Yes, this is now "a '' show as opposed to "the" show because "the'' would presume something more substantial. Colbert himself perfectly captured the surreality  by observing that "it almost entirely but not completely doesn't feel like a show." Exactly. I think. By nature if not by profession, Colbert is an egghead — an intellectual who keenly feels the absurdity and tragedy of the world as it normally is, more acutely as it is right now. He's too smart to fake-laugh his way through a late night show when the world is on fire. That ambivalence is inescapable here. He seems only genuinely happy when his dog, Fanny, jumps into his arms. Moreover, Colbert works best with studio audiences in the subzero Ed Sullivan Theater, feeding off the energy, and off the energy of his band, Jon Batiste and Stay Human. Batiste, in fact, remotely joined Colbert recently as a reminder of what's been missing — that energy.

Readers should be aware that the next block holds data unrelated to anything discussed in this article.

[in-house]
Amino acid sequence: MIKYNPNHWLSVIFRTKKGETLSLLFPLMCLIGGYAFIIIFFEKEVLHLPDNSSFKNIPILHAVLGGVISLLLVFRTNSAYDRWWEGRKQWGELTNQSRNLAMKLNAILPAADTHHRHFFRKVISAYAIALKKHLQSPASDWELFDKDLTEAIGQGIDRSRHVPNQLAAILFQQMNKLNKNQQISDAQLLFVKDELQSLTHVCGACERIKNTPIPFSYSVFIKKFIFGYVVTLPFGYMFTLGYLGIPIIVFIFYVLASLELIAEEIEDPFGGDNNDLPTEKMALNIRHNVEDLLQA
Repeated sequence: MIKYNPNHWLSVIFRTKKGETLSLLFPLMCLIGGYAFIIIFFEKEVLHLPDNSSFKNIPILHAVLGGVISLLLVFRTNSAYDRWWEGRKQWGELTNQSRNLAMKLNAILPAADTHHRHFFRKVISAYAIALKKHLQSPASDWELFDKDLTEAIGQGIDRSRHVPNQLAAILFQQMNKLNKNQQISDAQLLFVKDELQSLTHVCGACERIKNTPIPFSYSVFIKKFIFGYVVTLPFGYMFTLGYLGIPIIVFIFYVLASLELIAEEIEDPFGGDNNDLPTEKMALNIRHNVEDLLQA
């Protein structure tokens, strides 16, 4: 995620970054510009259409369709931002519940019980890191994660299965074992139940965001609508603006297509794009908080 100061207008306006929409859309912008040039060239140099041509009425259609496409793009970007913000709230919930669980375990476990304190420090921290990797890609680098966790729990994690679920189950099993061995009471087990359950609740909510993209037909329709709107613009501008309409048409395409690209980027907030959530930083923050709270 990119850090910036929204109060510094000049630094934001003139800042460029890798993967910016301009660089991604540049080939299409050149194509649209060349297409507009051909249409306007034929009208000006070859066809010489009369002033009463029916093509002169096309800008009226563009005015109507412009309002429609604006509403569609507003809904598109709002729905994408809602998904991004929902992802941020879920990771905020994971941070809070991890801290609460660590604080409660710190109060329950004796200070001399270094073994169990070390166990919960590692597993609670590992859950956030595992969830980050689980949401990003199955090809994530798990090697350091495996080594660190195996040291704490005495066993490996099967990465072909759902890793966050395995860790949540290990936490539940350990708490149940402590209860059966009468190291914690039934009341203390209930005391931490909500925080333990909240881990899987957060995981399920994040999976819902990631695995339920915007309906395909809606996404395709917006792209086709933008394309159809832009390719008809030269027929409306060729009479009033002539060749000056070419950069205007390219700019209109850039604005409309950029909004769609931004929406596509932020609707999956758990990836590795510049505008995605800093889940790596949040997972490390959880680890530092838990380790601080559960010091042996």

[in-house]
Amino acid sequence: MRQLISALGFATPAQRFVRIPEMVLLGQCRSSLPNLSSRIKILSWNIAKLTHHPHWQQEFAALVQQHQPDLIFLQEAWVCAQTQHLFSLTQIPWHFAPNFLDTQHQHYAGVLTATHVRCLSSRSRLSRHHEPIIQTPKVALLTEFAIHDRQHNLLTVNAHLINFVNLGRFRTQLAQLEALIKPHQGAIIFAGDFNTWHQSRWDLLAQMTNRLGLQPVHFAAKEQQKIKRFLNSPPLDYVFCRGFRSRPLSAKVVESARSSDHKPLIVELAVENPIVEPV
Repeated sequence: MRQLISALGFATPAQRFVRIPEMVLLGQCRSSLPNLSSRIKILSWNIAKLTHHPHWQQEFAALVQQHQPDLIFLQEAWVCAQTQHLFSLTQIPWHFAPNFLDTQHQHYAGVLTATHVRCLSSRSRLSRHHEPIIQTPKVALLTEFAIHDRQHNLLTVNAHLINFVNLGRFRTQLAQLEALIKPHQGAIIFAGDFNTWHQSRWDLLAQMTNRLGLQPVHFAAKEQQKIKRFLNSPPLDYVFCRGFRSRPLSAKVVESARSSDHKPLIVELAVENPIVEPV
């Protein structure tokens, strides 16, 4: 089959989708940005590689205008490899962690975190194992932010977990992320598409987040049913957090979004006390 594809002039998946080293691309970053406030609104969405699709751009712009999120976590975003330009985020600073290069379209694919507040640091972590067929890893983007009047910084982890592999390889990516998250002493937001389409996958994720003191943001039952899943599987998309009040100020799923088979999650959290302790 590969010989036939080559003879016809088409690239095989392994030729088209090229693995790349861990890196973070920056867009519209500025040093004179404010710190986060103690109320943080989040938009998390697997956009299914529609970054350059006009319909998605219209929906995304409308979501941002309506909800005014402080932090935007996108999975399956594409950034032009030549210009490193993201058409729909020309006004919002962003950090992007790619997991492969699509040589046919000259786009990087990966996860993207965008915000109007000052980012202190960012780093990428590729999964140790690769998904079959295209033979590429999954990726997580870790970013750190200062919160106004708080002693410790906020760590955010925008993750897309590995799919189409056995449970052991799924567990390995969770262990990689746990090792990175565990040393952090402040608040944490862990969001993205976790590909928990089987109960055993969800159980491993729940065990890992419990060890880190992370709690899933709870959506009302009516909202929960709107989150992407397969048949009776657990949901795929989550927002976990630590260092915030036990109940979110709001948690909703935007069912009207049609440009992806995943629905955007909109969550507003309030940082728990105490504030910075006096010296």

"Jimmy Kimmel Live" (ABC)

"Welcome to the longest and worst staycation of all time." Funny. Also true. Among the Big Three, Kimmel has best figured out this solo late night staycation gig because he's basically doing the same show as before, albeit in a vacuum (or room with a fake backdrop; also funny). Kimmel doesn't require audience affirmation because his material doesn't, and rarely did before. His monologue remains the rat-a-tat joke machine that spins off the news of the day. It barely paused for studio audience acknowledgment before anyway. His show was always built conspicuously for the audience at home, which makes these at-home editions seem so effortless (and watchable) for the most part.